SCRIPTURE TEXT (18) | 2 TIMOTHY
2 Timothy   |   Chapter: 1   |   Verses: 18
Chapter:
1 2 3 4
1 To Timothy, my dearly beloved son: Grace, mercy, and peace, from God the Father and Christ Jesus our Lord.
2 I thank God, whom I serve from my forefathers with pure conscience, that without ceasing I have remembrance of thee in my prayers night and day;
3 Greatly desiring to see thee, being mindful of thy tears, that I may be filled with joy;
4 When I call to remembrance the unfeigned faith that is in thee, which dwelt first in thy grandmother Lois, and thy mother Eunice; and I am persuaded that in thee also.
5 Wherefore I put thee in remembrance that thou stir up the gift of God, which is in thee by the putting on of my hands.
6 For God hath not given us the spirit of fear; but of power, and of love, and of a sound mind.
7 Be not thou therefore ashamed of the testimony of our Lord, nor of me his prisoner: but be thou partaker of the afflictions of the gospel according to the power of God;
8 Who hath saved us, and called us with an holy calling, not according to our works, but according to his own purpose and grace, which was given us in Christ Jesus before the world began,
9 But is now made manifest by the appearing of our Saviour Jesus Christ, who hath abolished death, and hath brought life and immortality to light through the gospel:
10 Whereunto I am appointed a preacher, and an apostle, and a teacher of the Gentiles.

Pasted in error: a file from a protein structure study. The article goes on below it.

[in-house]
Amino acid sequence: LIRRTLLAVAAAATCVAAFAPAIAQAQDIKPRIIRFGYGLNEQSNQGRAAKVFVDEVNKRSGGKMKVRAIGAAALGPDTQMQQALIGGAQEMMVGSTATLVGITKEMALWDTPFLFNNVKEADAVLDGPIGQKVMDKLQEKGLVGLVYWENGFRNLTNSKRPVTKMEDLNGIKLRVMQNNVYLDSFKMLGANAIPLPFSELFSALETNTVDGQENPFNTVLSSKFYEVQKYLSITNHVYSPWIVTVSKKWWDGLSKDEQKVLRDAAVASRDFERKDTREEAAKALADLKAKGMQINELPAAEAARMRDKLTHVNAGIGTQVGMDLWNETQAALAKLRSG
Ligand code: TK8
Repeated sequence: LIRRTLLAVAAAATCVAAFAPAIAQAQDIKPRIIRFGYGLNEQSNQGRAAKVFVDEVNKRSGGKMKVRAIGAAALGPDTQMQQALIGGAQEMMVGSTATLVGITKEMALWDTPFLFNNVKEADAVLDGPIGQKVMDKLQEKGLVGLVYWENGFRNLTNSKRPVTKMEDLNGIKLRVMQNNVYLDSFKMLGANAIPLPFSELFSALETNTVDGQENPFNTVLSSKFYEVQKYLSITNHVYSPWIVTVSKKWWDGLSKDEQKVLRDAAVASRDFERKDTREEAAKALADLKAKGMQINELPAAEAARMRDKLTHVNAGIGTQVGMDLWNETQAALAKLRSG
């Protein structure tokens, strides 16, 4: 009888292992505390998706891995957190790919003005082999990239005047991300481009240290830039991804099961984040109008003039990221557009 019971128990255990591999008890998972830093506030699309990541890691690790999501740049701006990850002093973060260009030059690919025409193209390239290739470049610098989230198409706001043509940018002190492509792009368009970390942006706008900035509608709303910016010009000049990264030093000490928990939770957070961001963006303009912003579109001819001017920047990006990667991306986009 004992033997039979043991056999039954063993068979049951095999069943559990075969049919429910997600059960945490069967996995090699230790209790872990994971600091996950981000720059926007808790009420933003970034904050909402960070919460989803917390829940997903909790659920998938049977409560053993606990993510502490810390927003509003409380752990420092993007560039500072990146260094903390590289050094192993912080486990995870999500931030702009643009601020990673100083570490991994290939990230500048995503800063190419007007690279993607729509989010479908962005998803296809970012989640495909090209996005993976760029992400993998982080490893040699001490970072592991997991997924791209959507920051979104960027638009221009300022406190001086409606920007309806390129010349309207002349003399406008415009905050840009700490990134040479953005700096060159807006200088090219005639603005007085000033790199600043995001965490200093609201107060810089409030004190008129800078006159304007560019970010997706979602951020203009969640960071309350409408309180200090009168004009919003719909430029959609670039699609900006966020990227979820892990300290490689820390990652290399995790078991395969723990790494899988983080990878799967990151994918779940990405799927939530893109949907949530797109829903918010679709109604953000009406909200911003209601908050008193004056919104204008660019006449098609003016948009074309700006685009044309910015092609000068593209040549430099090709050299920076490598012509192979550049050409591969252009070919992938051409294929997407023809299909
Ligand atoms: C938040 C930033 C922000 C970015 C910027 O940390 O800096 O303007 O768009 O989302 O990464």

11 For the which cause I also suffer these things: nevertheless I am not ashamed: for I know whom I have believed, and am persuaded that he is able to keep that which I have committed unto him against that day.
12 Hold fast the form of sound words, which thou hast heard of me, in faith and love which is in Christ Jesus.
13 That good thing which was committed unto thee keep by the Holy Ghost which dwelleth in us.
14 This thou knowest, that all they which are in Asia be turned away from me; of whom are Phygellus and Hermogenes.
15 The Lord give mercy unto the house of Onesiphorus; for he oft refreshed me, and was not ashamed of my chain:
16 But, when he was in Rome, he sought me out very diligently, and found me.
17 The Lord grant unto him that he may find mercy of the Lord in that day: and in how many things he ministered unto me at Ephesus, thou knowest very well.
2 Timothy   |   Chapter: 1   |   Verses: 18
Chapter:
1 2 3 4


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1. Literal Meaning - What the Text says
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3. Grammar - The surrounding sentence and paragraph; textual context